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Why I wrote my own vanilla JS alternative to Vue and React

Last week, I hacked together Reef.js, a simple, lightweight alternative to React, Vue, and other bloated frameworks.

Today, I wanted to talk about why I created it and how to use it. Tomorrow, I’ll dig into how it actually works under the hood.

I like simplicity.

I find React confusing. It has a lot of moving parts and custom methods.

I like Vue’s simplicity—create a template, attach some data, and render—but don’t like how it mixes JS into the DOM with custom v- attributes that do things like loop through items and run conditionals. I’d rather that stuff happen in my JavaScript.

Both React and Vue are pretty large at around 30kb minified and gzipped, and lock you in with a maze of proprietary methods.

I don’t want to mess around command line. I don’t want to transpile my code. I don’t want to use weird custom DOM attributes.

I just want to write clean markup, simple JavaScript, and build cool stuff.

Reef does less. That’s a good thing.

Reef is an anti-framework. It does a lot less than the big guys like React and Vue.

  1. It doesn’t have a Virtual DOM.
  2. It doesn’t automagically update the UI when state changes.
  3. It doesn’t provide a bunch of custom methods.

Reef does just one thing: render UI.

And as a result, it’s just 2kb minified and gzipped. You get a lot of punch in those 2kb, though!

  • Simple templating with JavaScript strings or template literals.
  • Load it with a humble script tag—no command line or transpiling required.
  • It updates only the parts of the DOM that have changed. Keep those form fields in focus!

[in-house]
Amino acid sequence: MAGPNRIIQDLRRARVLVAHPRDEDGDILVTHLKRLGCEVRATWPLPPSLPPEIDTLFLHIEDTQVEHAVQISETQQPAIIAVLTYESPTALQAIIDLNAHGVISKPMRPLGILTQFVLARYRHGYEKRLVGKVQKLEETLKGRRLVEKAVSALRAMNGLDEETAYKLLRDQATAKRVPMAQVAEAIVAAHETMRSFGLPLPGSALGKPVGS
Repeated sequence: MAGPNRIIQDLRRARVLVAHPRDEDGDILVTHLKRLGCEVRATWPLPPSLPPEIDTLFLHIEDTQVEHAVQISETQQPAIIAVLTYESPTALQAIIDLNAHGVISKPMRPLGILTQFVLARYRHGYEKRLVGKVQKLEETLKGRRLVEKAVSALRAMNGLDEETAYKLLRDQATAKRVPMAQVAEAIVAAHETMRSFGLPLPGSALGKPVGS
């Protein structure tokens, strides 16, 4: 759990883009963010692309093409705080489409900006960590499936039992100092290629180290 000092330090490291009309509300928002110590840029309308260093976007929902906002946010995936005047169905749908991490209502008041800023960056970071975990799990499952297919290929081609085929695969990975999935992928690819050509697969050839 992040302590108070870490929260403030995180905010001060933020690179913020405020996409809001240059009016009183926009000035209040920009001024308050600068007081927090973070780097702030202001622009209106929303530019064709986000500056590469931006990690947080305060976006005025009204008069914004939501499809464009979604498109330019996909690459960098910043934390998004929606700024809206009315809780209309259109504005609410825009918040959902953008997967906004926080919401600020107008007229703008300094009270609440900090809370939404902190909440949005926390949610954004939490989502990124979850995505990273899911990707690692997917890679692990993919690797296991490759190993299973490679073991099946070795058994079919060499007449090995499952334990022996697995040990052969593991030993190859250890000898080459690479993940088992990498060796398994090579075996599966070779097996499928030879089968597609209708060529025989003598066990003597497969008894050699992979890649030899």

• You can work with native JavaScript methods and browser APIs instead of flavor-of-the-month framework methods.

Couldn’t you just use some template strings and innerHTML? Sure. But Reef sanitizes your data before rendering to minimize the risk of XSS scripting attacks. It also only updates things that have changed instead clobbering the DOM and removing focus from your form fields.

If you’re craving a more simple, back-to-basics web development experience, Reef is for you.

(And if not, that’s cool too! Carry on.)

How Reef.js works

Reef.js is used to create templates, attach data to them, and then use that data to render them into the DOM. You can update the data (or state), and update the template in the DOM to match.

For example, here’s a clock that updates once a second.

<div id="app"></div>
// Setup the component
var app = new Reef('#app', {
	data: {
		time: new Date().toLocaleTimeString()
	template: function (props) {
		return '<strong>The time is:</strong> ' + props.time;

// Render the component

// Update the clock once a second
window.setInterval(function () { = new Date().toLocaleTimeString();
}, 1000);

Using Reef.js

If Reef.js sounds interesting, check out the docs on GitHub.

I added a quick start guide, some demos you can play around with, and a liberal MIT license so that you can use it on your projects. Let me know if you have any questions!